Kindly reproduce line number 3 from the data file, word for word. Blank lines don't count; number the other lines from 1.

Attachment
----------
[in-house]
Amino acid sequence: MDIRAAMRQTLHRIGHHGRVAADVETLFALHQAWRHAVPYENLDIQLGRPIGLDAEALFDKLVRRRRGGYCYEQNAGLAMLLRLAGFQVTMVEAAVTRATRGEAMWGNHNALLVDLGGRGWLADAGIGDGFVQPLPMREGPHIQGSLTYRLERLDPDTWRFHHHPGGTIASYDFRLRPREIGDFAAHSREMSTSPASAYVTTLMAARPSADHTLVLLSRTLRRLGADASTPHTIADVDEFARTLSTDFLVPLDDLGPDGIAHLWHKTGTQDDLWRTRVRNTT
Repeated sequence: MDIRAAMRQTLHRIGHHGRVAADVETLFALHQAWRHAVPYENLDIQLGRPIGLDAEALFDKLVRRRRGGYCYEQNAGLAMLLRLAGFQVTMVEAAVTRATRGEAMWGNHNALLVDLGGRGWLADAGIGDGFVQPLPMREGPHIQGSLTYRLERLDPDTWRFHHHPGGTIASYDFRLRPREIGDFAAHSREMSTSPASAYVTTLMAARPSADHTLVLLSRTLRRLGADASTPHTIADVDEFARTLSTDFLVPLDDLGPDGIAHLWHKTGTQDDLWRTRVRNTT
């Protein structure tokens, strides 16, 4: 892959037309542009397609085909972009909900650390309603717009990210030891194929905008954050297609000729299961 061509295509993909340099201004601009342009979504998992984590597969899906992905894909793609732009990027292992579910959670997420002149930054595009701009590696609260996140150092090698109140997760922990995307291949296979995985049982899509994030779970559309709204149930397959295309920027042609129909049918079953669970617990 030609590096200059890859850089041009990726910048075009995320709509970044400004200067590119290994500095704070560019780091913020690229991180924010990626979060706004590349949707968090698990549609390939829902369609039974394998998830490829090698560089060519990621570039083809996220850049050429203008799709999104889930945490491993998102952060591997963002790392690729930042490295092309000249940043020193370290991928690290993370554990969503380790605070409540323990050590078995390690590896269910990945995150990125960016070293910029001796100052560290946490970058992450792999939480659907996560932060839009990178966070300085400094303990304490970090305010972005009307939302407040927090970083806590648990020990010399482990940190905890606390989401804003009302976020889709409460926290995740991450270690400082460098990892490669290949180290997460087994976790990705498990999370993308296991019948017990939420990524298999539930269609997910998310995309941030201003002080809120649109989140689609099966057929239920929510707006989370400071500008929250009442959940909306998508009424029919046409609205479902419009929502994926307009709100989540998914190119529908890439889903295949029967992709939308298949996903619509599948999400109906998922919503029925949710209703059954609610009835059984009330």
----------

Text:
Repeated sequence: MDIRAAMRQTLHRIGHHGRVAADVETLFALHQAWRHAVPYENLDIQLGRPIGLDAEALFDKLVRRRRGGYCYEQNAGLAMLLRLAGFQVTMVEAAVTRATRGEAMWGNHNALLVDLGGRGWLADAGIGDGFVQPLPMREGPHIQGSLTYRLERLDPDTWRFHHHPGGTIASYDFRLRPREIGDFAAHSREMSTSPASAYVTTLMAARPSADHTLVLLSRTLRRLGADASTPHTIADVDEFARTLSTDFLVPLDDLGPDGIAHLWHKTGTQDDLWRTRVRNTT